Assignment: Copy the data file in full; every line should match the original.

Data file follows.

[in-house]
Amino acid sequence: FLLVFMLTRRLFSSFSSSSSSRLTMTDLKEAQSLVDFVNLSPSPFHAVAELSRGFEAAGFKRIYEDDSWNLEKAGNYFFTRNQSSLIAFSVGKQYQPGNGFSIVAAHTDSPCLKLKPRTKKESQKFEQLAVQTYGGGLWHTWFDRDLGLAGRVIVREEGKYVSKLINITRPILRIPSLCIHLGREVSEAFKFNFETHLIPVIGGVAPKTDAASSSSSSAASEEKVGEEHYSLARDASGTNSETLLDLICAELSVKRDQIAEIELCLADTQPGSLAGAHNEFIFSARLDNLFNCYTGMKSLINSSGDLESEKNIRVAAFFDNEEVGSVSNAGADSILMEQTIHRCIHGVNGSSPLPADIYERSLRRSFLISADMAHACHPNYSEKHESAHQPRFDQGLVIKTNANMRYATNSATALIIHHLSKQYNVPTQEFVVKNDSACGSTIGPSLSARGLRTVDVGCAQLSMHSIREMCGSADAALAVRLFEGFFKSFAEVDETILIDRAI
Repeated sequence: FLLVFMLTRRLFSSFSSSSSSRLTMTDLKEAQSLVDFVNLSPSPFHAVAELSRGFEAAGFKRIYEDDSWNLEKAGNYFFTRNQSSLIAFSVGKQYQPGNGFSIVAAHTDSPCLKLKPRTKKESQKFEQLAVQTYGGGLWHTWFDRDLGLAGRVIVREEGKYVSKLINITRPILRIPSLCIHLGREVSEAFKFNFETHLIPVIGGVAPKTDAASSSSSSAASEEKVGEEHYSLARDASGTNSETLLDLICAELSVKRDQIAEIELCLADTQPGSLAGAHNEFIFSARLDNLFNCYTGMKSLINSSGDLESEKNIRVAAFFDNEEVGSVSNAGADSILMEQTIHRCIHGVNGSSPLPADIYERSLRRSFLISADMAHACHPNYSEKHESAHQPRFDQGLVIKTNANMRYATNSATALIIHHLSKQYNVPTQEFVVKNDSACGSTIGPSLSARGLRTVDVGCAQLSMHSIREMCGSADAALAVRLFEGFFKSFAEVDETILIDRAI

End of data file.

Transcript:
[in-house]
Amino acid sequence: FLLVFMLTRRLFSSFSSSSSSRLTMTDLKEAQSLVDFVNLSPSPFHAVAELSRGFEAAGFKRIYEDDSWNLEKAGNYFFTRNQSSLIAFSVGKQYQPGNGFSIVAAHTDSPCLKLKPRTKKESQKFEQLAVQTYGGGLWHTWFDRDLGLAGRVIVREEGKYVSKLINITRPILRIPSLCIHLGREVSEAFKFNFETHLIPVIGGVAPKTDAASSSSSSAASEEKVGEEHYSLARDASGTNSETLLDLICAELSVKRDQIAEIELCLADTQPGSLAGAHNEFIFSARLDNLFNCYTGMKSLINSSGDLESEKNIRVAAFFDNEEVGSVSNAGADSILMEQTIHRCIHGVNGSSPLPADIYERSLRRSFLISADMAHACHPNYSEKHESAHQPRFDQGLVIKTNANMRYATNSATALIIHHLSKQYNVPTQEFVVKNDSACGSTIGPSLSARGLRTVDVGCAQLSMHSIREMCGSADAALAVRLFEGFFKSFAEVDETILIDRAI
Repeated sequence: FLLVFMLTRRLFSSFSSSSSSRLTMTDLKEAQSLVDFVNLSPSPFHAVAELSRGFEAAGFKRIYEDDSWNLEKAGNYFFTRNQSSLIAFSVGKQYQPGNGFSIVAAHTDSPCLKLKPRTKKESQKFEQLAVQTYGGGLWHTWFDRDLGLAGRVIVREEGKYVSKLINITRPILRIPSLCIHLGREVSEAFKFNFETHLIPVIGGVAPKTDAASSSSSSAASEEKVGEEHYSLARDASGTNSETLLDLICAELSVKRDQIAEIELCLADTQPGSLAGAHNEFIFSARLDNLFNCYTGMKSLINSSGDLESEKNIRVAAFFDNEEVGSVSNAGADSILMEQTIHRCIHGVNGSSPLPADIYERSLRRSFLISADMAHACHPNYSEKHESAHQPRFDQGLVIKTNANMRYATNSATALIIHHLSKQYNVPTQEFVVKNDSACGSTIGPSLSARGLRTVDVGCAQLSMHSIREMCGSADAALAVRLFEGFFKSFAEVDETILIDRAI